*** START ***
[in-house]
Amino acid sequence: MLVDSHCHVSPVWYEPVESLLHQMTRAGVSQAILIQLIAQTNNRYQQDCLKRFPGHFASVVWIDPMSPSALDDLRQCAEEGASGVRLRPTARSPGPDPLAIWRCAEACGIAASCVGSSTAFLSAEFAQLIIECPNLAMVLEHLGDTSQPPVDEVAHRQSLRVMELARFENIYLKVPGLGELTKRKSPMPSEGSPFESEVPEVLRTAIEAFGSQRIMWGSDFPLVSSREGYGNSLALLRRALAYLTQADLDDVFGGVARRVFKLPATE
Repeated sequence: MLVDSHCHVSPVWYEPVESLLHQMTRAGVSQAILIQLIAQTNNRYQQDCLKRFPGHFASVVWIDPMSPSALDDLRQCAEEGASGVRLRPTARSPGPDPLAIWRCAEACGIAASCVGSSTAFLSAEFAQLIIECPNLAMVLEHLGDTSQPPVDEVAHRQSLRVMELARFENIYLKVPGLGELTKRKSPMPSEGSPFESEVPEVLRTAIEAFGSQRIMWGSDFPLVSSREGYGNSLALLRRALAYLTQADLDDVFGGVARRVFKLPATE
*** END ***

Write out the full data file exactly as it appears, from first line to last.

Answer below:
[in-house]
Amino acid sequence: MLVDSHCHVSPVWYEPVESLLHQMTRAGVSQAILIQLIAQTNNRYQQDCLKRFPGHFASVVWIDPMSPSALDDLRQCAEEGASGVRLRPTARSPGPDPLAIWRCAEACGIAASCVGSSTAFLSAEFAQLIIECPNLAMVLEHLGDTSQPPVDEVAHRQSLRVMELARFENIYLKVPGLGELTKRKSPMPSEGSPFESEVPEVLRTAIEAFGSQRIMWGSDFPLVSSREGYGNSLALLRRALAYLTQADLDDVFGGVARRVFKLPATE
Repeated sequence: MLVDSHCHVSPVWYEPVESLLHQMTRAGVSQAILIQLIAQTNNRYQQDCLKRFPGHFASVVWIDPMSPSALDDLRQCAEEGASGVRLRPTARSPGPDPLAIWRCAEACGIAASCVGSSTAFLSAEFAQLIIECPNLAMVLEHLGDTSQPPVDEVAHRQSLRVMELARFENIYLKVPGLGELTKRKSPMPSEGSPFESEVPEVLRTAIEAFGSQRIMWGSDFPLVSSREGYGNSLALLRRALAYLTQADLDDVFGGVARRVFKLPATE